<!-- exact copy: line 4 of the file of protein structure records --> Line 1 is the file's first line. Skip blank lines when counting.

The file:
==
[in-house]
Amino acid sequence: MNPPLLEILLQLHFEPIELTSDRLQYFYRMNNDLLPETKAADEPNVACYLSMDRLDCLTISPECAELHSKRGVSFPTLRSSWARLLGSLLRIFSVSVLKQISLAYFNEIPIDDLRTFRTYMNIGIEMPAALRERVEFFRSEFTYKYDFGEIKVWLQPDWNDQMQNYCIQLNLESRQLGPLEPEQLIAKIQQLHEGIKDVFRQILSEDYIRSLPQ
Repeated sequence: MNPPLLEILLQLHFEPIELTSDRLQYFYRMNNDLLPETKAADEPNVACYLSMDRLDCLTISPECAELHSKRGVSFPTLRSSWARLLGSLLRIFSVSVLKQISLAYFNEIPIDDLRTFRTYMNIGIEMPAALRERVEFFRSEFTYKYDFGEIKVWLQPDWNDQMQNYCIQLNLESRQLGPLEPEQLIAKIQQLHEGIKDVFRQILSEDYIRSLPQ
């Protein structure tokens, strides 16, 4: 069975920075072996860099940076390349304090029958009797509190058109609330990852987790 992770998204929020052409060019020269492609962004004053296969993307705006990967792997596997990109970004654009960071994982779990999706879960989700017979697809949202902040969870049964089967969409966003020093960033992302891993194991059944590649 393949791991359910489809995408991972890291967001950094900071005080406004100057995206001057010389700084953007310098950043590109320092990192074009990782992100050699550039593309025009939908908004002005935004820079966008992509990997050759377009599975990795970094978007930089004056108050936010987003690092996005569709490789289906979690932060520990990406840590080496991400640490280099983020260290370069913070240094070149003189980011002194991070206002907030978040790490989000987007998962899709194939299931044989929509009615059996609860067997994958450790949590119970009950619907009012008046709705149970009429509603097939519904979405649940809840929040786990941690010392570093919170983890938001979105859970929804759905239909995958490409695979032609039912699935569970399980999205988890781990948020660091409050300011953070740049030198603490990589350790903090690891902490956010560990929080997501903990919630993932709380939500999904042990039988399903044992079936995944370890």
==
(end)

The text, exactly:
């Protein structure tokens, strides 16, 4: 069975920075072996860099940076390349304090029958009797509190058109609330990852987790 992770998204929020052409060019020269492609962004004053296969993307705006990967792997596997990109970004654009960071994982779990999706879960989700017979697809949202902040969870049964089967969409966003020093960033992302891993194991059944590649 393949791991359910489809995408991972890291967001950094900071005080406004100057995206001057010389700084953007310098950043590109320092990192074009990782992100050699550039593309025009939908908004002005935004820079966008992509990997050759377009599975990795970094978007930089004056108050936010987003690092996005569709490789289906979690932060520990990406840590080496991400640490280099983020260290370069913070240094070149003189980011002194991070206002907030978040790490989000987007998962899709194939299931044989929509009615059996609860067997994958450790949590119970009950619907009012008046709705149970009429509603097939519904979405649940809840929040786990941690010392570093919170983890938001979105859970929804759905239909995958490409695979032609039912699935569970399980999205988890781990948020660091409050300011953070740049030198603490990589350790903090690891902490956010560990929080997501903990919630993932709380939500999904042990039988399903044992079936995944370890």